sanjait Wrote:

THis is really sad. How many scientists does it take to find a more variant region of the genome and do a few PCRs? I haven’t read the ASM paper mentioned, but honestly this should not be a difficult puzzle to solve. Use the three published genomes to find less conserved regions. And by the way, while more important pathways (which are not the same as IC or more complex) would have lower deviation, there are many other parts of the genome. Genomes often have hypervariant low complexity regions. And also, 3rd position nucleotide variants would be informative enough if there were a couple or few of them near eachother. A mere four years later they are close to finding SNPs with which to identify the strain of origin. Grr.

They do have a number of variable regions (several were known before the genomes were published; others have been increasingly investigated since their publication) and, as noted above, a few complete sequences. But I’d think with something this important, sequencing a number of different “Ames” strains and doing a comparison would be high priority, and could re-start the stalled case.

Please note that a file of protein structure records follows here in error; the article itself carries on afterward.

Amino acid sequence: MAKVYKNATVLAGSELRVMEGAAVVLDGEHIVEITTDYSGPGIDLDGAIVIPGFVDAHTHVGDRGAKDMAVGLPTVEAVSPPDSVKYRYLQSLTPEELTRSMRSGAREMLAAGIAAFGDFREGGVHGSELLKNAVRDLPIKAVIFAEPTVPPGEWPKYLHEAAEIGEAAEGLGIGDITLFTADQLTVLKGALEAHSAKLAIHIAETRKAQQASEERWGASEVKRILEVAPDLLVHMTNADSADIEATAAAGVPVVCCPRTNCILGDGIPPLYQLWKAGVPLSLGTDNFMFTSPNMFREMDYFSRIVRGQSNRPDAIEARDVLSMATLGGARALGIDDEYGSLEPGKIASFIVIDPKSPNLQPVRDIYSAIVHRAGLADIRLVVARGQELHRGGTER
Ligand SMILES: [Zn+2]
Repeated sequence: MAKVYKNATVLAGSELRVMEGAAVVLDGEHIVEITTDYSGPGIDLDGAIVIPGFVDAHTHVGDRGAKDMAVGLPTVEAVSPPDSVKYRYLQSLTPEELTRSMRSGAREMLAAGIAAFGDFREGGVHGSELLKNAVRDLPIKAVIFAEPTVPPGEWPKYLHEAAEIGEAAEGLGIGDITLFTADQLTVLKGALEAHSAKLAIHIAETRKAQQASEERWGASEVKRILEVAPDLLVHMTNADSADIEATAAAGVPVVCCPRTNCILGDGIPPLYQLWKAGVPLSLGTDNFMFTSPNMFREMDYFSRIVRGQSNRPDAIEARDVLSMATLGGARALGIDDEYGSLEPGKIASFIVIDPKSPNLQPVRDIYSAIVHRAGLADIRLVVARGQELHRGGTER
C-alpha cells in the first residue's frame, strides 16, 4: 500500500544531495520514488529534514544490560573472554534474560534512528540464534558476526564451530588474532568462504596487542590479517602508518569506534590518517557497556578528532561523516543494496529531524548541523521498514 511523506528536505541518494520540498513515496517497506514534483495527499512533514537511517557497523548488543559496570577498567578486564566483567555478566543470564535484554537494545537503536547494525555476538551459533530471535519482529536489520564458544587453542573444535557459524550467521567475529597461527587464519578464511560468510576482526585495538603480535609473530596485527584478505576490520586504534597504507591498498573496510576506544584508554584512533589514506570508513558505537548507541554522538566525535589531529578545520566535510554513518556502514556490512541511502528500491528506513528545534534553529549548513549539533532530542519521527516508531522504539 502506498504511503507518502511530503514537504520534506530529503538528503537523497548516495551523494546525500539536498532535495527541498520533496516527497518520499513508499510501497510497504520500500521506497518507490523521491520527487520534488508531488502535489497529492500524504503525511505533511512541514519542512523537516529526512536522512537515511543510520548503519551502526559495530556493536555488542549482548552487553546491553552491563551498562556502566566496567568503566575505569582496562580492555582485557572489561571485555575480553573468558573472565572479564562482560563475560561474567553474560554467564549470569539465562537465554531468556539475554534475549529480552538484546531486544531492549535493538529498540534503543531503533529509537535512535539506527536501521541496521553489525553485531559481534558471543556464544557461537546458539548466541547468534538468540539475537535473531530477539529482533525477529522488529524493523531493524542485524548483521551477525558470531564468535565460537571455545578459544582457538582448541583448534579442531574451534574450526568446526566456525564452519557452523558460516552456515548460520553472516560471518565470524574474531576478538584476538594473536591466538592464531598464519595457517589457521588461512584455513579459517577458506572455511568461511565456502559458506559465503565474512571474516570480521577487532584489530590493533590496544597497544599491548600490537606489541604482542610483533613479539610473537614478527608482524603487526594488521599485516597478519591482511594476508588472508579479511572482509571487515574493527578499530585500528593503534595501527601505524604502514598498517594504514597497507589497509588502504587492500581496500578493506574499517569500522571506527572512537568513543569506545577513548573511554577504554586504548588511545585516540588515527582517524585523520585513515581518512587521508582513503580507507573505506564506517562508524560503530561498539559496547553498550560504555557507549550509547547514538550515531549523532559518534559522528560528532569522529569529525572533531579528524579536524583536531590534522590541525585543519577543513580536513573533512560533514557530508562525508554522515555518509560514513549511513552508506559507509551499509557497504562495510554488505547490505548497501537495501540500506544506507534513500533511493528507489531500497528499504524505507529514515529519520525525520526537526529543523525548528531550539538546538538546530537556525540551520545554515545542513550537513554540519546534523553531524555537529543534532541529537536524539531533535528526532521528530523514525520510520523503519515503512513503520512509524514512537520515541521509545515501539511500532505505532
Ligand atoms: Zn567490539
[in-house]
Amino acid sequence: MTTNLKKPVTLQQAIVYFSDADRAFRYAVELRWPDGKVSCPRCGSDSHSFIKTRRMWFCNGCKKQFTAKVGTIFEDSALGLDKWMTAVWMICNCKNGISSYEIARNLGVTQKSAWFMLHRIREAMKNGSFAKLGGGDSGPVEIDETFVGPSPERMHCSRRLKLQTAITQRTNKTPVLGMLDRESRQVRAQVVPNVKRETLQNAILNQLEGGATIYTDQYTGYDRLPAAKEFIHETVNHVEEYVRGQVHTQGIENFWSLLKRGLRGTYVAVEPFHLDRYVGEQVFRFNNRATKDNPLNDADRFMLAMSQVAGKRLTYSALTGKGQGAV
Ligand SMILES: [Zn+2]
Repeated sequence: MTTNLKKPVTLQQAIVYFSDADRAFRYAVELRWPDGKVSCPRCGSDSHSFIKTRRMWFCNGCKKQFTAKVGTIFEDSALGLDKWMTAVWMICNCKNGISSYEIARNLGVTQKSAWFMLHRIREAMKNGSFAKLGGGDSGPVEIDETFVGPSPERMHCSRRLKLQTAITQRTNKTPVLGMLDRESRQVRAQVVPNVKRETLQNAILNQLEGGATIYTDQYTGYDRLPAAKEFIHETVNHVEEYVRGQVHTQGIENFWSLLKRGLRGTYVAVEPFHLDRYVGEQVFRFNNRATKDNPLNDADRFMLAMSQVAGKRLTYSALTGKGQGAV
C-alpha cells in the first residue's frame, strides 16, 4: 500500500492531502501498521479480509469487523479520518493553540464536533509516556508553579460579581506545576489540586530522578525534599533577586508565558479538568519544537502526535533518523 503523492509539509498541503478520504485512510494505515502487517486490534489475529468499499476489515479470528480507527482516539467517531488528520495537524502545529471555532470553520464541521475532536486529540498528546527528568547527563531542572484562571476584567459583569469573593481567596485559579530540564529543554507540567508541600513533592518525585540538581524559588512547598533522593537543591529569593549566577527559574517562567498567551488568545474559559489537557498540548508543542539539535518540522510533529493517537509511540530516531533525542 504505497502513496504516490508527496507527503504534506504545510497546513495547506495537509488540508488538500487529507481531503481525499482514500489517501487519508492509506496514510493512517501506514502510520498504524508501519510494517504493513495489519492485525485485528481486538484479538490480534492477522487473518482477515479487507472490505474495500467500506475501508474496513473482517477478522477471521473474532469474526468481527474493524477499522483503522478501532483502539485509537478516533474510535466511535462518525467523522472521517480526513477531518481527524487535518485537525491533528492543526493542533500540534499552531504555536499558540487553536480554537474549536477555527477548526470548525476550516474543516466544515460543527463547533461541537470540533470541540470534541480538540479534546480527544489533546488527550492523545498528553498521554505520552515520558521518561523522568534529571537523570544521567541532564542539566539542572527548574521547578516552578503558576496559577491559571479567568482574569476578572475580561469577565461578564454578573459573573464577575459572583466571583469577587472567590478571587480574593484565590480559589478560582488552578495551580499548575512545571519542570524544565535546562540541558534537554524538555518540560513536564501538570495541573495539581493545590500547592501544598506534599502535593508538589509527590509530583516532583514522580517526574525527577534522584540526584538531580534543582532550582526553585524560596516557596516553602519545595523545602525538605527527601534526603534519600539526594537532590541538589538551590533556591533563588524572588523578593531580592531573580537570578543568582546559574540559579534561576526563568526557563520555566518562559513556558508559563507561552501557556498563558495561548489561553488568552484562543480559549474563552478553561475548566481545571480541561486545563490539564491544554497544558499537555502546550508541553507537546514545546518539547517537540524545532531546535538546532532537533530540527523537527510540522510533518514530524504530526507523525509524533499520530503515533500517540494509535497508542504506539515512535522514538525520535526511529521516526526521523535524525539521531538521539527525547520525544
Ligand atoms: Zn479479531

I think a crisp rejoinder to Skell and other naysayers concerning the utility of evolutionary biology is to point out that there is a well-known historical incident that shows us what happens when a government decides to politically mandate the content of evolutionary biology and adopt a teleological view of adaptation instead. The U.S.S.R. did just that under Trofim D. Lysenko, and paid for it. They paid for it in the lives of researchers who, at a minimum, had to give up their lines of research, or be jailed, or executed outright for adherence to “bourgeois” science. They paid for it in famine and food shortage. They paid for it, literally, with their economy. Part of the reason that there is no U.S.S.R. right now is because they crippled themselves by denigrating evolutionary biology and adopting pseudoscience in its place. So when the next know-nothing comes along claiming that evolutionary biology is of no practical value, you can smile at his touching ignorance, not just of the state of evolutionary biology today, but also the documented history of the relative merits we accrued in the west by its adoption, and the hardships encountered in the east by its diminution.

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This page contains a single entry by Tara Smith published on September 16, 2005 10:58 AM.